It used to be that people would get trained in electronic communication by their HR departments. Things to be aware of, things to ignore, and things not to do. Electronic communication is so common these days though that other than inclusions of information about how not to harass or sexually harass, there’s not much instruction given.
Equally, there’s not much guidance given on social media. It’s a pity computers can’t readily read the mood of the user and pop up a little “Are you really sure you want to say that?” dialog box.
There’s a few tips though that people really should be aware of in order to avoid prickly situations when it comes to electronic communication. We grow up thinking communication is just about saying words to each other, but in reality when we’re talking face to face, a bunch of visual queues come into play – body language, facial expressions, and so on. That gets lost most of the time over social media and in other electronic forums, and with politics descending into ever increasing vitriol, I sometimes wonder whether people forget the lost nuances when talking to one another over the net.
So here’s some tips:
- Remember Hanlon’s Law: “Never attribute to malice that which is adequately explained by stupidity.” To be honest, if you’re not prepared to work with Hanlon’s law, you should close down your internet access and stay offline.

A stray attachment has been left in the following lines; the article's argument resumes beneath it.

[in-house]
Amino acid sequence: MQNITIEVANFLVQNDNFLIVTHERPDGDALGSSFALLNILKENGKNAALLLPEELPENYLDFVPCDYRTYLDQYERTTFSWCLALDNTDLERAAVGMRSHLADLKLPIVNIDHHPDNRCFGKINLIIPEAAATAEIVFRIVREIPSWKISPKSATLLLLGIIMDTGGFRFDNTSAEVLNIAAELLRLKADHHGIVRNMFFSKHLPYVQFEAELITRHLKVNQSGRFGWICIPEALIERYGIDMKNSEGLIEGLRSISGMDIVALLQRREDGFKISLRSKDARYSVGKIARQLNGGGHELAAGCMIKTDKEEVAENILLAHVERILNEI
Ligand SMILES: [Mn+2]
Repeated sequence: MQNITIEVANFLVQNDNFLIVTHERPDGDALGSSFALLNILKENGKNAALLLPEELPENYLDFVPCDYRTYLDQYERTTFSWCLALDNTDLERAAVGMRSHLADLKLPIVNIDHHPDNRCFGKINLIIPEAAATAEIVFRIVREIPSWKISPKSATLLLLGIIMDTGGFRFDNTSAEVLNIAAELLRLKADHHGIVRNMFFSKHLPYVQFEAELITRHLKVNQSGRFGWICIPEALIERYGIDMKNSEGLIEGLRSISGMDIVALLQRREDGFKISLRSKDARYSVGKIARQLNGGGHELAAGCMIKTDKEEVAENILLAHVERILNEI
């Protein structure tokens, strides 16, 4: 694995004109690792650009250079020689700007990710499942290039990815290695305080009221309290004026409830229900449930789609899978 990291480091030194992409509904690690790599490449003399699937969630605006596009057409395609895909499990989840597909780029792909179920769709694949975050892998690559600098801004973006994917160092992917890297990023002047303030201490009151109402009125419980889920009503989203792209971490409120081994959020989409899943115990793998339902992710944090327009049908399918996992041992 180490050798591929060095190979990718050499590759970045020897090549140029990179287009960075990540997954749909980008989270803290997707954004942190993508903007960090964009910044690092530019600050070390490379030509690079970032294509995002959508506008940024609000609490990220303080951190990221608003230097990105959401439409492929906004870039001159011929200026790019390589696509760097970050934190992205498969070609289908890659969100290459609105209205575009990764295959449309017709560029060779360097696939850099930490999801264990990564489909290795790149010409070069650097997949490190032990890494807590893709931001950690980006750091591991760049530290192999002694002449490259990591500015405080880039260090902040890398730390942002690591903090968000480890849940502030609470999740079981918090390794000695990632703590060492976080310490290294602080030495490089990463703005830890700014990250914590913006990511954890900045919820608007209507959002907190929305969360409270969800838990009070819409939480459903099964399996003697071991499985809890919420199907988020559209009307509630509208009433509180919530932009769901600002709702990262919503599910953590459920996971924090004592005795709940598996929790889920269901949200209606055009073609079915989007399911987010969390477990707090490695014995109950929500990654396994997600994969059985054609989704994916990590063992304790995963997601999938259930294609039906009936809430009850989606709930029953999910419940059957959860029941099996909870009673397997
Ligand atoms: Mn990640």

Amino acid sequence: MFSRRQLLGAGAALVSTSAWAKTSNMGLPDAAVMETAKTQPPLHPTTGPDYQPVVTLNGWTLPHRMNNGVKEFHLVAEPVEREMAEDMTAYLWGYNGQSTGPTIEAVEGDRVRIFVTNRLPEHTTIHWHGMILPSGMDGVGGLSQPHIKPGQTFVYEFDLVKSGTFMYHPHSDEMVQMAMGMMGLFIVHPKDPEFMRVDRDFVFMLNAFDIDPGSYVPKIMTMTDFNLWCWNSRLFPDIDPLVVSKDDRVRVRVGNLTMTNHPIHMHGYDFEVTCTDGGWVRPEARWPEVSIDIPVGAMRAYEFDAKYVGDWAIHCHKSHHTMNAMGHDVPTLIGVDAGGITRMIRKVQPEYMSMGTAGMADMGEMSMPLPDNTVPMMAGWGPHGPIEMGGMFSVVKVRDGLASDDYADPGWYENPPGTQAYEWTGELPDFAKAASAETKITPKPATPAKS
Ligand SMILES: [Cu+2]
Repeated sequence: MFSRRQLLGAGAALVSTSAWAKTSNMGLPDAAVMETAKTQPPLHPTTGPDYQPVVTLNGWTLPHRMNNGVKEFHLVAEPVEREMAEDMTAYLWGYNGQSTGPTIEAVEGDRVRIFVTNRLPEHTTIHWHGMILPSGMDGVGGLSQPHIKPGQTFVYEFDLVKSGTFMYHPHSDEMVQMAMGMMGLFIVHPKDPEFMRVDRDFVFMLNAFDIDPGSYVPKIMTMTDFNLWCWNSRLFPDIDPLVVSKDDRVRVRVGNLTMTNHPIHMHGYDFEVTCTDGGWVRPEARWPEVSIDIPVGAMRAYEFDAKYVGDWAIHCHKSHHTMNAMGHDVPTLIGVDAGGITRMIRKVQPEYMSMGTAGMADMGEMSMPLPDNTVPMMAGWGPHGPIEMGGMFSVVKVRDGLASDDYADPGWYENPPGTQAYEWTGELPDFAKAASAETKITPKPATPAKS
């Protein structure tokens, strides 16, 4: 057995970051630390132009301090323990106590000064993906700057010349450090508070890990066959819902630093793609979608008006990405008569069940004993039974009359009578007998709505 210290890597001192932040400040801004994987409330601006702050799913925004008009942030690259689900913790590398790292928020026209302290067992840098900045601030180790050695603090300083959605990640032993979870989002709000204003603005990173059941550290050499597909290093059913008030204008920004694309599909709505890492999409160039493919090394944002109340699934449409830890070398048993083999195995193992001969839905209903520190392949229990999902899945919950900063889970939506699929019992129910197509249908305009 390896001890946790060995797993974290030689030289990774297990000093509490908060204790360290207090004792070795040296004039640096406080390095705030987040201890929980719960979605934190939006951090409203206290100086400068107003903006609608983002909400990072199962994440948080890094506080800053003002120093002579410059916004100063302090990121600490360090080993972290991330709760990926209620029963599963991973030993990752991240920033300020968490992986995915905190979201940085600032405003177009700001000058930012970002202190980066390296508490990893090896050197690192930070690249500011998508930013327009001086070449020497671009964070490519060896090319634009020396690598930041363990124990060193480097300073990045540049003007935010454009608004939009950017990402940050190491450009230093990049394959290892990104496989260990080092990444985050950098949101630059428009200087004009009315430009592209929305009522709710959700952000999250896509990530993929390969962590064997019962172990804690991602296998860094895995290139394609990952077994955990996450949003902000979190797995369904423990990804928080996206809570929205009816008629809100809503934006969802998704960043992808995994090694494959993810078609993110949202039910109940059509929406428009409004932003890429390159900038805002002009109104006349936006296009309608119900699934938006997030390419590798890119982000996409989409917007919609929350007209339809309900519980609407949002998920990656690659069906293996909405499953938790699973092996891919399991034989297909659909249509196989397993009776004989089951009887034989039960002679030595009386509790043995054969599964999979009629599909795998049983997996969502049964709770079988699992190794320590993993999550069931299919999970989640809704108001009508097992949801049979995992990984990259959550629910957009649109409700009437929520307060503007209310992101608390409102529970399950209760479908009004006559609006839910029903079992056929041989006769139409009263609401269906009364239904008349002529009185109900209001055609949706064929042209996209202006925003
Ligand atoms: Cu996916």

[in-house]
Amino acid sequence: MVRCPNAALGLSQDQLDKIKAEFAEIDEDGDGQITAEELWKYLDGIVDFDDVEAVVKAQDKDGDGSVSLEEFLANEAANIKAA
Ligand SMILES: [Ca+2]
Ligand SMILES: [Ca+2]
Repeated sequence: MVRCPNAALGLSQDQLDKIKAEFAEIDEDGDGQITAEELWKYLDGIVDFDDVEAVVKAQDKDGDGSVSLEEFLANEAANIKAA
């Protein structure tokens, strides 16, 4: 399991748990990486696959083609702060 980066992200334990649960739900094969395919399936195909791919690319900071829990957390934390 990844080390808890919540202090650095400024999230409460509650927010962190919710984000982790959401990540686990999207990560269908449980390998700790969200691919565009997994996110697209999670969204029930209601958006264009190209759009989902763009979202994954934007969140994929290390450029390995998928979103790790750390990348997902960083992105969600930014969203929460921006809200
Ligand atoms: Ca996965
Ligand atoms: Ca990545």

- If people don’t place emphasis on what they type (e.g., increased capitalisation, *asterisks for bold*, /slashes for italics/, etc.), don’t place emphasis on how you read it. Read it as-is.
- If someone asks an innocent question or makes an innocent statement and you assume malicious intent, unless you’ve got good evidence rule (1) above has been breached, you’re showing malicious intent if you respond badly.
- If you make a claim, be prepared to back it up, or be prepared to be called out for it. Knowledge is not to be trifled with, nor are facts. You’re entitled to your own opinion, you’re not entitled to your own facts.
In reality, that’s it. I could rephrase them a few times, put them in a few more scenarios, season them with more examples, but it shouldn’t need re-telling or re-highlighting because it really is that simple.
I’m not always perfect at the above; but when I do screw up, I feel pretty damn remorseful about it. So here’s probably one more tip: if you lack the capacity for self reflection, maybe you, too, should stay off the internet. (Of course, I recognise the irony here that someone who lacks the capacity for self reflection usually won’t be self reflective enough to recognise they lack that capacity. Que sera, sera!)